Dismissal results in an inquiry at the Balsillie school


In May 2010 distinguished professor and researcher Ramesh Thakur was dismissed from his position as inaugural director of the privately funded Basillie School for International Affairs (BSIA).

Upon investigation, it was revealed that academic freedom and incompatible goals of private investors and educators had a hand in the dismissal.
In an investigation commissioned by the Canadian Association for University Teachers (CAUT) and conducted by Len Findlay from the University of Saskatchewan, it was found that “insofar as [Thakur’s] academic freedom depended on the protections of institutional autonomy, it became increasingly vulnerable to threats from the outside and complicity on the inside.”

The “threat from the outside” as far as the report is concerned is the Centre for International Governance Innovation (CIGI) which is also funded by Jim Balsillie, co-CEO of Research in Motion.

“Complicity on the inside” refers to the involvement of other staff at BSIA as well as representatives from Wilfrid Laurier University (WLU) and University of Waterloo (UW) which are the other principle partners of the school.
WLU and UW are academic institutions and contributed this aspect to the BSIA. CIGI, however, is considered the private investor.

When Thakur resisted attempts by CIGI to be present for meetings regarding the curriculum and academic direction of the school, it led to his dismissal.
Thakur refuses the idea that private institutions that fund a school should have the ability to influence curriculum.

“That would require a fundamental change in the basic philosophies and principles in the way Canadian and western universities systems have operated to date,” he said.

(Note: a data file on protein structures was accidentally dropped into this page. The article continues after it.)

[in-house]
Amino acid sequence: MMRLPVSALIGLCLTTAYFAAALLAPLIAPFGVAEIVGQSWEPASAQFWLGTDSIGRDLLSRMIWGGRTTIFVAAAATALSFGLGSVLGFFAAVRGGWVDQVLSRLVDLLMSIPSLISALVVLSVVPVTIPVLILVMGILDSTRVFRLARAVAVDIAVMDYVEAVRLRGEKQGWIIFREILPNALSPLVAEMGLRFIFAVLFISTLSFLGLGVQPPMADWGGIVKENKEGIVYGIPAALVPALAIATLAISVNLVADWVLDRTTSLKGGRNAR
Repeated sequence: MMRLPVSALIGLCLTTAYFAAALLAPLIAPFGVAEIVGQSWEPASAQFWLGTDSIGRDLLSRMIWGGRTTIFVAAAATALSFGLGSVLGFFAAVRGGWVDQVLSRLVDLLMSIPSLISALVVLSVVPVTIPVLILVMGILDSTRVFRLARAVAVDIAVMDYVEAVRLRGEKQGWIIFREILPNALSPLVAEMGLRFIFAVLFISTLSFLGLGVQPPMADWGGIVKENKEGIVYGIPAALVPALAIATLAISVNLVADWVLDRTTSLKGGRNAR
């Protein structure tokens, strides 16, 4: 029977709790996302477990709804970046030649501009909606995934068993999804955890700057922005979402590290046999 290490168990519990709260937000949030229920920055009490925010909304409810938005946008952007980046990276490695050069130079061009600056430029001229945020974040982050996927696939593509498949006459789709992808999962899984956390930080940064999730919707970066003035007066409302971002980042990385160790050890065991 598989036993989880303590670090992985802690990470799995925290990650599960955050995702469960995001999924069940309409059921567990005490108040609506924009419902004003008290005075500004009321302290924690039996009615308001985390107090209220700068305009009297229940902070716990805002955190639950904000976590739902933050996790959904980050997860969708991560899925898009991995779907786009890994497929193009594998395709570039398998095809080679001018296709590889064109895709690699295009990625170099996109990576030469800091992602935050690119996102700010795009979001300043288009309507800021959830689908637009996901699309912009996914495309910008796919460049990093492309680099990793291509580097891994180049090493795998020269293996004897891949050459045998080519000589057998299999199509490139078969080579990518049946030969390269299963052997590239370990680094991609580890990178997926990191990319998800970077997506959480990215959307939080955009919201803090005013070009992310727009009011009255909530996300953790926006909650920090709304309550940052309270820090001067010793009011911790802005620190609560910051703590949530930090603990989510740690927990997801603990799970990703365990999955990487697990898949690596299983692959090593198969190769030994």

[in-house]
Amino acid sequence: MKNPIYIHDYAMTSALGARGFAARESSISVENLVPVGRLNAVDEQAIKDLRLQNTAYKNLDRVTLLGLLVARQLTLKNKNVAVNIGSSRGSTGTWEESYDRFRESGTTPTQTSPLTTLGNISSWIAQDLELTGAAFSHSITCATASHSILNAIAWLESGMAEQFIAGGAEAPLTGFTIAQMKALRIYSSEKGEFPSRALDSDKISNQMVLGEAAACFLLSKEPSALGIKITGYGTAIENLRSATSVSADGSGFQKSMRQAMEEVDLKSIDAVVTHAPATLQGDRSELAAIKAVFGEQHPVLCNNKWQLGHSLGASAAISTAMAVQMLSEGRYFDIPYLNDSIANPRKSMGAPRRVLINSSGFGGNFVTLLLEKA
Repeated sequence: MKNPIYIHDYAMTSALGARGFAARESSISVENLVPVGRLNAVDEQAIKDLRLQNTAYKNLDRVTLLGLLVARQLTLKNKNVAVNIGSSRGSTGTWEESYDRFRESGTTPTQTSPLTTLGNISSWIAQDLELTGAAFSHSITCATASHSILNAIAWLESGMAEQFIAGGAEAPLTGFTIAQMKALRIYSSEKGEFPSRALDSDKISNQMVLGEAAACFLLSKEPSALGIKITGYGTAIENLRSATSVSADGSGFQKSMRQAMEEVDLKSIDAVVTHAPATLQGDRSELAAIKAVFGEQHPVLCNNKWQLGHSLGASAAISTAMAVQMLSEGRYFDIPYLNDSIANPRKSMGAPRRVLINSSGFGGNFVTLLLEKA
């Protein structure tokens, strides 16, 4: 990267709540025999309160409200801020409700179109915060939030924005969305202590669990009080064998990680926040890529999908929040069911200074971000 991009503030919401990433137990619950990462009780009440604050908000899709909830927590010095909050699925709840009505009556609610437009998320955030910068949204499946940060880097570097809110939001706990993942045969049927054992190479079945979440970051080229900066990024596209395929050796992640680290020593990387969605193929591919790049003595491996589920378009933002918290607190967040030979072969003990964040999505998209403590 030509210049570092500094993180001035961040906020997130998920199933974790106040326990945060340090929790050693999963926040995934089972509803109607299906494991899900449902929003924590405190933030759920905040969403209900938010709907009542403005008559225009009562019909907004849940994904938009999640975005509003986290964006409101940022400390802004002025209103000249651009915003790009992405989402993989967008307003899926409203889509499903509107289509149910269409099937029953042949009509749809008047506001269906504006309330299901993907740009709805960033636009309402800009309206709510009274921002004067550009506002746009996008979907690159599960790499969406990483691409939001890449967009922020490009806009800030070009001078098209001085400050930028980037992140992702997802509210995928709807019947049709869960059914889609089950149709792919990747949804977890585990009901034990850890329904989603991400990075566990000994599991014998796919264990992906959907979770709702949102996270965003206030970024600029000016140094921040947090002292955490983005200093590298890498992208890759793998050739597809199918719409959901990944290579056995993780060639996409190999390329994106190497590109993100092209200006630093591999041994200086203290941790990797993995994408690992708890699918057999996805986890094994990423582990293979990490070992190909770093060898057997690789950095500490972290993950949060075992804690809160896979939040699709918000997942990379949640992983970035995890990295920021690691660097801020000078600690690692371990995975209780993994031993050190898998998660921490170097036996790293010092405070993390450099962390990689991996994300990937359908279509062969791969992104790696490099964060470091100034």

“Think of it this way, [universities’] major funders have tended to be governments. Does that mean government should chair effective decisions or have a say in academic matters? And if you think about it, governments at least have some legitimate claim to be acting in the public interest. Private benefactors can’t even claim that.”

According to Thakur, the issue reaches even farther than this. It also could affect students who obtain a degree at any of the three schools. “It affects the academic integrity and issues of academic reputation of the institutions and the universities. And therefore in the long run also the marketability and reputation of their degrees,” he said.

In Findlay’s report, he offered recommendations that, if followed both at BSIA and other similar institutions, could help prevent these issues in the future.

Specifically for WLU and UW he wrote “UW and WLU should develop clear and comprehensive guidelines for dealing with current or potential donors and for collaborative initiatives such as BSIA, so as to ensure that the academic autonomy and integrity of all university-associated institutes, centres or schools.”

However, Thakur thinks a precedent may be set by this case. BSIA is not the only such institution in Canada with private donors and academic goals, and with governments cutting back on educational funding, this could become a real issue for public universities as well.

“The issues are important and I think they might even become more important in the future because rather unfortunately governments have been cutting back on the level of their funding for universities and universities have been scrambling to make up the short fall with financial input from private donors,” he said. “If that is the case then it becomes extremely important to make sure that the restrictional boundries are clearly understood and are respected on both sides.”

While it is a difficult situation that has risen from the BSIA, Dr. Thakur hopes something constructive comes of this.

“I hope it spurs a debate and discussion and clarifies the issues and principles for the university community locally and nationally.”

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